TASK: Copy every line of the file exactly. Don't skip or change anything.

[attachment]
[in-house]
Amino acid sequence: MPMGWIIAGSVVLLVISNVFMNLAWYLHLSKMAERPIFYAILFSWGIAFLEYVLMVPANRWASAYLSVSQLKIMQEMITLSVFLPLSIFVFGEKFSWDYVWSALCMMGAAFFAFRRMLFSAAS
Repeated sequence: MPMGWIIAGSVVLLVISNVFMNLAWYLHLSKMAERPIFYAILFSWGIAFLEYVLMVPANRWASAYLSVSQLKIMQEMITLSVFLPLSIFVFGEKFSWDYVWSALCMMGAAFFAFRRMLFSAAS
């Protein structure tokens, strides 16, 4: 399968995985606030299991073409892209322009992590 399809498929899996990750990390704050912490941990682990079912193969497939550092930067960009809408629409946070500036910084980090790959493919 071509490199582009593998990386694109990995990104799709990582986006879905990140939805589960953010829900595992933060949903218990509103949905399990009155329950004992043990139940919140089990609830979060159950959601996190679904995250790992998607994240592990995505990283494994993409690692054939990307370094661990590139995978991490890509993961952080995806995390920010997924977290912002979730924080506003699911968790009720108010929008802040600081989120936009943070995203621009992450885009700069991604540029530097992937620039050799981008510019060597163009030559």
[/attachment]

[in-house]
Amino acid sequence: MPMGWIIAGSVVLLVISNVFMNLAWYLHLSKMAERPIFYAILFSWGIAFLEYVLMVPANRWASAYLSVSQLKIMQEMITLSVFLPLSIFVFGEKFSWDYVWSALCMMGAAFFAFRRMLFSAAS
Repeated sequence: MPMGWIIAGSVVLLVISNVFMNLAWYLHLSKMAERPIFYAILFSWGIAFLEYVLMVPANRWASAYLSVSQLKIMQEMITLSVFLPLSIFVFGEKFSWDYVWSALCMMGAAFFAFRRMLFSAAS
């Protein structure tokens, strides 16, 4: 399968995985606030299991073409892209322009992590 399809498929899996990750990390704050912490941990682990079912193969497939550092930067960009809408629409946070500036910084980090790959493919 071509490199582009593998990386694109990995990104799709990582986006879905990140939805589960953010829900595992933060949903218990509103949905399990009155329950004992043990139940919140089990609830979060159950959601996190679904995250790992998607994240592990995505990283494994993409690692054939990307370094661990590139995978991490890509993961952080995806995390920010997924977290912002979730924080506003699911968790009720108010929008802040600081989120936009943070995203621009992450885009700069991604540029530097992937620039050799981008510019060597163009030559």